Introduction to DNS

This article will take you through a very basic crash course around DNS, what it is, and how it’s used.

What is DNS?

DNS stands for ‘Domain Name System’ and it is the system which computers use to locate one another over networks. In the most basic sense, you can think of DNS as a phone book which ties human readable names like ‘www.google.com’ to an IP address. Servers, computers, etc can then establish the connection to the other device after having determined it’s name.

Terminology

It is important to be familiar with some of the terminology used in DNS. Here are the most common, and useful, terms related to DNS.

• DNS (Domain Name System) – The system of technology designed to convert human-readable domain names into a corresponding IP addresses.

• Domain Name – A broader term given to the human-readable names which are tied to a specific resource on the network. For example ‘yahoo.com’ or ‘google.com’

• TLD (Top-Level Domain) – Top-level domains are the part of the domain name which is situated furthest to the right and separated by a period. The top-level domain you most commonly see is likely to be ‘.com’, but there are many more possible top-level domains such as .org, .gov, and .us.

• Subdomain – A subdomain is a domain that is part of another domain name. For example, ‘www.google.com’ could be considered a subdomain of ‘google.com’. It can become more complicated, for example an internal network might have a subdomain name ‘mx1.mail.domain.com’. In this case, ‘mx1’ is a subdomain of ‘mail.domain.com’, and ‘mail.domain.com’ is a subdomain of ‘domain.com’. For the sake of simplicity, you can consider anything prepended onto the domain name as a subdomain.

• IP Address – IP addresses are the actual numeric ( and alphanumeric in the case of IPv6) addresses of devices that the DNS servers translate domain names into via Domain Name System technology.

• Name Server – A name server is the device which translates the human readable domain name into an IP Address.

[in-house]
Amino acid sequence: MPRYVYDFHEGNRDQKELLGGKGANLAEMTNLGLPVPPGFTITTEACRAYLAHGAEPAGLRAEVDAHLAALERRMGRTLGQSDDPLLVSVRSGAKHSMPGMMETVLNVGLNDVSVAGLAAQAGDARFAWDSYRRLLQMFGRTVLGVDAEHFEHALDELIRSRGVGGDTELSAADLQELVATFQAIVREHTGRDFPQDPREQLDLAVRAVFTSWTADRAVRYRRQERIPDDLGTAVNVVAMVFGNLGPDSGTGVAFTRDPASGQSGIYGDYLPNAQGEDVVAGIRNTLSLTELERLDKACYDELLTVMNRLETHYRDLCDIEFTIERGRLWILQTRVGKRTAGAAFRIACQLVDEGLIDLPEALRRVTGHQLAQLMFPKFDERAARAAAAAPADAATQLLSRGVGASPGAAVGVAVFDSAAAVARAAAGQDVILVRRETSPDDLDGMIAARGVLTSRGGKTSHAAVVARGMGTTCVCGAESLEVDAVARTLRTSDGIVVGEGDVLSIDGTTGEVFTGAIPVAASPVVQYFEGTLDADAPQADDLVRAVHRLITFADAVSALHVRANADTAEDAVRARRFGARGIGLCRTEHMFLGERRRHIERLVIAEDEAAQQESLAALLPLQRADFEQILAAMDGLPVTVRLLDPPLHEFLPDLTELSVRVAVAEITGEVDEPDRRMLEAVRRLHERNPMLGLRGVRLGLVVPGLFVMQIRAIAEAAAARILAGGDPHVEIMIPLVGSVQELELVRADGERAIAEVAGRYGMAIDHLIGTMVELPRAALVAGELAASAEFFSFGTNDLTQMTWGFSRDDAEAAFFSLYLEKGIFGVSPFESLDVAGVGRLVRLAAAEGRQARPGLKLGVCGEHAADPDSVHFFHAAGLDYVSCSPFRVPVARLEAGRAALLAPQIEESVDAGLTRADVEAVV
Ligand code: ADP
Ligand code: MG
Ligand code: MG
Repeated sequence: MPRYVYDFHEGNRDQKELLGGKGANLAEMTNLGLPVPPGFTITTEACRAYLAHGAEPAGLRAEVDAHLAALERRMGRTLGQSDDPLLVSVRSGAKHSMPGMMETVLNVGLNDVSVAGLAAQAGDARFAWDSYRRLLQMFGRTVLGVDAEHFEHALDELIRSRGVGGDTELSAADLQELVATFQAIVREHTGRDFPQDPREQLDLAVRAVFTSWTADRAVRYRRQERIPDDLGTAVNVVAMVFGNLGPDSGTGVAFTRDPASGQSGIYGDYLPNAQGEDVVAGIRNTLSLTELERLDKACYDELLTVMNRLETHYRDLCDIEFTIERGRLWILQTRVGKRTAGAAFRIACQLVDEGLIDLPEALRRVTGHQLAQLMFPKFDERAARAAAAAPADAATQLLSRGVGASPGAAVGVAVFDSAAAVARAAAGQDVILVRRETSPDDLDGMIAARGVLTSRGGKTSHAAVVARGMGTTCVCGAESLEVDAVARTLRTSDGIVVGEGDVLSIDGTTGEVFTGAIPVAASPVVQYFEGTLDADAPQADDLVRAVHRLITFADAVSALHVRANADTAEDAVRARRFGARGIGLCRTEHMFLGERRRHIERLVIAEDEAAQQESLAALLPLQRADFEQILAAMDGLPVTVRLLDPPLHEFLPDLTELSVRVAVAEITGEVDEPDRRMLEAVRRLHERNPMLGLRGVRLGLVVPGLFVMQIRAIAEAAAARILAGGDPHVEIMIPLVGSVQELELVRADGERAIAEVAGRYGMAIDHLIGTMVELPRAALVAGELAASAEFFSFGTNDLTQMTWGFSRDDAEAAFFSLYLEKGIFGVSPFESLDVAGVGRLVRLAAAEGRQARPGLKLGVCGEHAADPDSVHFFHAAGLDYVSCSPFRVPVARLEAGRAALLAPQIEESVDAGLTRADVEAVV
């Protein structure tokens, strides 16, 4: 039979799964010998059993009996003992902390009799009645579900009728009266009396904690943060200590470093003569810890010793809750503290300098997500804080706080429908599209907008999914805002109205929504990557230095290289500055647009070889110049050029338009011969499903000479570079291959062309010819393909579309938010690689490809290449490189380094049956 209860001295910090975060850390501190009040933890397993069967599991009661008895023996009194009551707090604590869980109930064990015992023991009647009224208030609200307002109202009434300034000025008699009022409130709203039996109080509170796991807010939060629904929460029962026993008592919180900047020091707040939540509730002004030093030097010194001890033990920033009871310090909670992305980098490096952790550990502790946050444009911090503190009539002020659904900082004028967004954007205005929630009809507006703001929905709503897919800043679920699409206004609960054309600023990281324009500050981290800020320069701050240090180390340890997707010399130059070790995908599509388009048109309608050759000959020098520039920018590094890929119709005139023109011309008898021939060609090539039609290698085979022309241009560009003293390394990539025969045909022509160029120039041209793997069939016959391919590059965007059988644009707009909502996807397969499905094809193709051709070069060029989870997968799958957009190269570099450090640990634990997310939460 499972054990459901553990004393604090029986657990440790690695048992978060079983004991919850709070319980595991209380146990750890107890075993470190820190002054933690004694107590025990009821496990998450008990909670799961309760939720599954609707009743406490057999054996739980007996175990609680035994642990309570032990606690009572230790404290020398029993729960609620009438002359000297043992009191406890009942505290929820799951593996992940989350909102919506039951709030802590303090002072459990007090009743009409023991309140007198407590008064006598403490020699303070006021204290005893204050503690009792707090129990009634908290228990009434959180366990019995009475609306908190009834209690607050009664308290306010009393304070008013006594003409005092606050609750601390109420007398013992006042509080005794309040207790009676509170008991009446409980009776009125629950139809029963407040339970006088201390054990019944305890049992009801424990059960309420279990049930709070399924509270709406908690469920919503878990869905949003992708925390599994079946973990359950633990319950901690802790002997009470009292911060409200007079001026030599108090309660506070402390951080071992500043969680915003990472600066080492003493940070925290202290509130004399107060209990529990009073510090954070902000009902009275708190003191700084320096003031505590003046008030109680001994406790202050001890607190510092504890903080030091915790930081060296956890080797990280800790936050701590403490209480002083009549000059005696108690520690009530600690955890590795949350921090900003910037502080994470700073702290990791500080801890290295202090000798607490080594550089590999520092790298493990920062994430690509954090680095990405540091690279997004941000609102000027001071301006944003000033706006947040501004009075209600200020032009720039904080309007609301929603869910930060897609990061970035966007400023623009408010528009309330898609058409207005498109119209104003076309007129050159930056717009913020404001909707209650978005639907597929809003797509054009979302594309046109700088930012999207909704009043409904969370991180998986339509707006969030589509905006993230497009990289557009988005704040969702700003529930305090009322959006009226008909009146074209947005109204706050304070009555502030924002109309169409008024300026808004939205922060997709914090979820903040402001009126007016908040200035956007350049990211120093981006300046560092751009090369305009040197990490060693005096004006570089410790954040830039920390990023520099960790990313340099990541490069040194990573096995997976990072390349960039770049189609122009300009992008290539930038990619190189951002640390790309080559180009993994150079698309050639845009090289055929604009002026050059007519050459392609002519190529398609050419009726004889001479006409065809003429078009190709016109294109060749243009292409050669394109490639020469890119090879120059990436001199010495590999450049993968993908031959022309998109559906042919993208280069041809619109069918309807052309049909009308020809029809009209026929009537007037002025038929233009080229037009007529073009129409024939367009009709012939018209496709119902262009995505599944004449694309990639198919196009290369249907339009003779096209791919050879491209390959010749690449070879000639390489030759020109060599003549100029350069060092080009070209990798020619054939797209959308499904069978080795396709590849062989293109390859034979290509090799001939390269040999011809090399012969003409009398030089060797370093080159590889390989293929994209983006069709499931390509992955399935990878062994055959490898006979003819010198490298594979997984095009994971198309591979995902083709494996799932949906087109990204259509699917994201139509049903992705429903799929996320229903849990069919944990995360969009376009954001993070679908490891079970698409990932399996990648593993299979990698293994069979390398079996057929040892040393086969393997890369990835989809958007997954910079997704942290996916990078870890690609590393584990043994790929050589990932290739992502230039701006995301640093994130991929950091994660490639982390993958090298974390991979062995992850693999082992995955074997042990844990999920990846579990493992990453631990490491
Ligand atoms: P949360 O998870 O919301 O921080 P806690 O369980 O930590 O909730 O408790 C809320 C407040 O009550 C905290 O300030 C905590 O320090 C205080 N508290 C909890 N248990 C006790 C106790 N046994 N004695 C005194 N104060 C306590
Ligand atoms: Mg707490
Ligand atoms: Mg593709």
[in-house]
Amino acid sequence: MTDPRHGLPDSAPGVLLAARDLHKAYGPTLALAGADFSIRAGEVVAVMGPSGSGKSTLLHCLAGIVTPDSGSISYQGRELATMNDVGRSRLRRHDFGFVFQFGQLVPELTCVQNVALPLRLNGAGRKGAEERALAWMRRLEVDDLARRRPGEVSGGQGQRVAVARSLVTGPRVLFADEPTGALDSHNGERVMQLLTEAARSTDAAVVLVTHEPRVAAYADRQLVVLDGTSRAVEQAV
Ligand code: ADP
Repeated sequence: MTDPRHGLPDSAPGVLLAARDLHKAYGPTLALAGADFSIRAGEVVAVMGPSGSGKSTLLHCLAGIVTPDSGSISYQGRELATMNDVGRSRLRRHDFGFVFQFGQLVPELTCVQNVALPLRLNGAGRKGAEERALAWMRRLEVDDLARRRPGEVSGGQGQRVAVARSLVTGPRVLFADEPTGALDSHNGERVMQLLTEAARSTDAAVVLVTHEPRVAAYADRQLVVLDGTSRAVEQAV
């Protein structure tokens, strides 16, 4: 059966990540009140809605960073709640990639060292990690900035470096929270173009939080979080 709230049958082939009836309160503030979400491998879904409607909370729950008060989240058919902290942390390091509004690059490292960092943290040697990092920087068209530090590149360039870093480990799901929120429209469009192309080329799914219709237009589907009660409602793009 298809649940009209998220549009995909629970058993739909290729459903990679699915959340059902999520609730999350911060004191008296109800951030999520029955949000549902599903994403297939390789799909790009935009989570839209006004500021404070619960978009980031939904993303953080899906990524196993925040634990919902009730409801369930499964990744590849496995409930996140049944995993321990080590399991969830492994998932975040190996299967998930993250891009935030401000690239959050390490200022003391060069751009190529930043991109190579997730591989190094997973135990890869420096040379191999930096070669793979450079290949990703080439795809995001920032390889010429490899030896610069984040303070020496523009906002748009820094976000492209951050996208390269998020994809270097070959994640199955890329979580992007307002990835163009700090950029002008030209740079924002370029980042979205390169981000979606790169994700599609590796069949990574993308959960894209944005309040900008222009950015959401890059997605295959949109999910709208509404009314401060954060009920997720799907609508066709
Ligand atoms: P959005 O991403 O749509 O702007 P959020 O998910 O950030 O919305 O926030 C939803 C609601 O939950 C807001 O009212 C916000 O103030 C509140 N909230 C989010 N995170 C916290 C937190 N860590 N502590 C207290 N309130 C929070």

• Zone File – Zone files are basic text files which contain the correlations between domain names and IP addresses. This is the file that the nameserver uses to find out which IP address corresponds to the host name it is requested to resolve.

• DNS Record – Within the zone file, are there are usually many DNS records, which are one line entries that define a hostname to an IP address.

• Domain Name Registrar – The Domain Name Registrar (sometimes just called Domain Registrar) is the entity with which you purchase, and register your domain name. Some well-known registrars include GoDaddy, Namecheap, and HostGator. Registrars are also important to DNS, because it is at your registrar that you most often set your Name Servers. Each registrar will usually have a handful of nameservers that they provide you by default, but you also can change these on most platforms to utilize nameservers from other providers or parties.

• DNS Resolution – Resolution is the actual process of translating IP addresses to domain names, or vice versa. Commonly, if a hostname cannot be reached to determine it’s IP address, it will be said that it ‘cannot be resolved.’

• TTL – TTL is a setting for each DNS record that tells the name server for how long it should cache the query before it needs to expire it and fetch a new one.

How does DNS work?

When you type ‘google.com’ into your browser, the browser sends a query over the web in order to find the IP address corresponding to ‘google.com’. The first place the query will go, is to what’s known as the ‘Recursive Resolver.’ It is likely operated by your ISP, mobile phone provider, or some third party. The recursive resolver will then ask the ‘Root Server’ for information correlating the hostname google.com to an IP address. The Root Server will then correspond the TLD to a ‘Top Level Domain Name Server’, which will store information for the domain name below the TLD, ‘google’ in this case. The TLD server will answer with the IP address of the domain’s name server, which the recursive resolver sends it’s next query to. The domain name server knows the IP address for the full google.com domain and directs traffic to the appropriate IP address. At this point, your web browser will load the requested website.

DNS Records

There are a number of DNS records which can be used for different purposes. Below are some of the most common record types that you may encounter, and their use cases.